Many people want to invest for impact as well as financial returns, but they’re feeling ambivalent. Why? Perhaps because it’s not clear how to proceed, especially since impact investing is coming under increasing scrutiny by regulators (which we consider a good thing) and also facing politically motivated attacks as vested interests are threatened.
In an opinion piece she wrote for the Puget Sound Business Journal, our Chief Impact Officer Justina Lai provided specific advice on how to gain confidence as an impact investor. Justina advises not to be distracted by all the noise. Impact investing is gaining in popularity for a reason.
As Justina said in this recent Q&A with her: “…impact issues such as climate change are increasingly relevant to asset pricing, creating many new investment opportunities and risks. Just as important, we think companies that operate in a sustainable manner have lower operational risk.”
But impact investing done right requires a cohesive and consistent process. The key to that, Justina writes, is finding out if your financial advisor “has a clear picture of your goals and the expertise required to deliver the financial returns and impact you’re seeking.” At LNW, we work with each interested client to articulate, develop and implement an overarching impact investing strategy and report on the results. All the while, we are adhering to the client’s financial targets – for diversification, risk, return and liquidity. So it’s a total portfolio approach and process.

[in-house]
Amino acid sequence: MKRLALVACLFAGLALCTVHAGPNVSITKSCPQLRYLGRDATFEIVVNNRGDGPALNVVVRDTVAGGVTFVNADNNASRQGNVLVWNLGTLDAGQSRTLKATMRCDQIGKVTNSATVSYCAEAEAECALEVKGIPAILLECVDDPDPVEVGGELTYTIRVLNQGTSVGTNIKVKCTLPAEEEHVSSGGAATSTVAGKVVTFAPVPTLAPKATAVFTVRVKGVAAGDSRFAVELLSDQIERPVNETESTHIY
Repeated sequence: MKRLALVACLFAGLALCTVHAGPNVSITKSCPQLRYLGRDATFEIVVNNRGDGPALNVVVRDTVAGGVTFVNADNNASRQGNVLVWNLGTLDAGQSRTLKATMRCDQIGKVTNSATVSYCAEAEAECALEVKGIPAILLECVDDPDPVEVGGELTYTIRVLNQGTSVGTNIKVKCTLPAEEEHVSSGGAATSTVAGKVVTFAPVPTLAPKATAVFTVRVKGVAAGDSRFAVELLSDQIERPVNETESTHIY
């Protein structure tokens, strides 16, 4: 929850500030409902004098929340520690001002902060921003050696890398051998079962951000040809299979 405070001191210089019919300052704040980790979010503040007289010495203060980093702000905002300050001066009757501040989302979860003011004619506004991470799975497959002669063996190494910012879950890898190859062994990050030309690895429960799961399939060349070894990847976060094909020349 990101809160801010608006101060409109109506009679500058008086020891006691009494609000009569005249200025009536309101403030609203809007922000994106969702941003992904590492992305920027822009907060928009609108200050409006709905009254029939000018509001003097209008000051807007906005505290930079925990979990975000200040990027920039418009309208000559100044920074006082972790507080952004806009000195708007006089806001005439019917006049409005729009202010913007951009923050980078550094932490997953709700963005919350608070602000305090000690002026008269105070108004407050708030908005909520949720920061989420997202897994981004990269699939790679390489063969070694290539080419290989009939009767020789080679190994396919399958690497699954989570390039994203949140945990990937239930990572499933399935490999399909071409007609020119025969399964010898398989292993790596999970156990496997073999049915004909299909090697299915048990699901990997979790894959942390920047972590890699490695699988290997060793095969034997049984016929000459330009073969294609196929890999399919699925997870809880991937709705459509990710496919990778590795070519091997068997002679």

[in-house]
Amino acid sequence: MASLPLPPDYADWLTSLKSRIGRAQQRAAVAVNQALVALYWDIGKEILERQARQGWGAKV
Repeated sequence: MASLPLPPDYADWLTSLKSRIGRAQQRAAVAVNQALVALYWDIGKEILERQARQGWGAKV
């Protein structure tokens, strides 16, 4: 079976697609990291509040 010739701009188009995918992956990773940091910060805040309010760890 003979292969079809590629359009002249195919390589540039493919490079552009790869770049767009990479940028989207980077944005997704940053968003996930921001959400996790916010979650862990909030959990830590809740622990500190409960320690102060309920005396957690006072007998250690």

Underlying all this must be a commitment to deep due diligence. If an asset manager cannot clearly explain what their process is for incorporating environmental, social and governance (ESG) factors into their decision-making, they may not have a process. We also want to know if the asset manager is applying ESG and impact standards to their own operations. And if we as a company are meeting ESG goals in how we operate. Impact alignment at all these levels creates a strong foundation for impact investing for ourselves and for our clients, as well as a way to measure progress.
Read Justina’s article in the Puget Sound Business Journal (subscription required).